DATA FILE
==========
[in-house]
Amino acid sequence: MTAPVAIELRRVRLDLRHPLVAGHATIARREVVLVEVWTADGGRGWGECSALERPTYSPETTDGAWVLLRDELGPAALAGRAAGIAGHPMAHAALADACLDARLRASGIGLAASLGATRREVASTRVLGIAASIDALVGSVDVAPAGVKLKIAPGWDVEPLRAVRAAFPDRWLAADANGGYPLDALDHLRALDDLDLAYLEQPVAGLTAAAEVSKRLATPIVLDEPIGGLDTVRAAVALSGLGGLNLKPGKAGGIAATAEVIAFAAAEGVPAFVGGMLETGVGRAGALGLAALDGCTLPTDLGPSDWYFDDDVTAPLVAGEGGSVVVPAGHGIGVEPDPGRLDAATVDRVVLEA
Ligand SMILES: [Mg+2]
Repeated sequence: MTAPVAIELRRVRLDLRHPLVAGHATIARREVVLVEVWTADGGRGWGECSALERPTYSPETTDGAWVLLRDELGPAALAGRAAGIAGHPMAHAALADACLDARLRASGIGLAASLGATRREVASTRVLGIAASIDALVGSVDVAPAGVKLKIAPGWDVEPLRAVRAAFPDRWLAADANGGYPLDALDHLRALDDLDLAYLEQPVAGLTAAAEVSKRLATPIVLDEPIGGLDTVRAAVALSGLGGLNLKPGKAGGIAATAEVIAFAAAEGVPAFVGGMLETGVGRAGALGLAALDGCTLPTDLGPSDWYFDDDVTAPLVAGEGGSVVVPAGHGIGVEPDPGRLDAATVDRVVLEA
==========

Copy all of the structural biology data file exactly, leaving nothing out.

[in-house]
Amino acid sequence: MTAPVAIELRRVRLDLRHPLVAGHATIARREVVLVEVWTADGGRGWGECSALERPTYSPETTDGAWVLLRDELGPAALAGRAAGIAGHPMAHAALADACLDARLRASGIGLAASLGATRREVASTRVLGIAASIDALVGSVDVAPAGVKLKIAPGWDVEPLRAVRAAFPDRWLAADANGGYPLDALDHLRALDDLDLAYLEQPVAGLTAAAEVSKRLATPIVLDEPIGGLDTVRAAVALSGLGGLNLKPGKAGGIAATAEVIAFAAAEGVPAFVGGMLETGVGRAGALGLAALDGCTLPTDLGPSDWYFDDDVTAPLVAGEGGSVVVPAGHGIGVEPDPGRLDAATVDRVVLEA
Ligand SMILES: [Mg+2]
Repeated sequence: MTAPVAIELRRVRLDLRHPLVAGHATIARREVVLVEVWTADGGRGWGECSALERPTYSPETTDGAWVLLRDELGPAALAGRAAGIAGHPMAHAALADACLDARLRASGIGLAASLGATRREVASTRVLGIAASIDALVGSVDVAPAGVKLKIAPGWDVEPLRAVRAAFPDRWLAADANGGYPLDALDHLRALDDLDLAYLEQPVAGLTAAAEVSKRLATPIVLDEPIGGLDTVRAAVALSGLGGLNLKPGKAGGIAATAEVIAFAAAEGVPAFVGGMLETGVGRAGALGLAALDGCTLPTDLGPSDWYFDDDVTAPLVAGEGGSVVVPAGHGIGVEPDPGRLDAATVDRVVLEA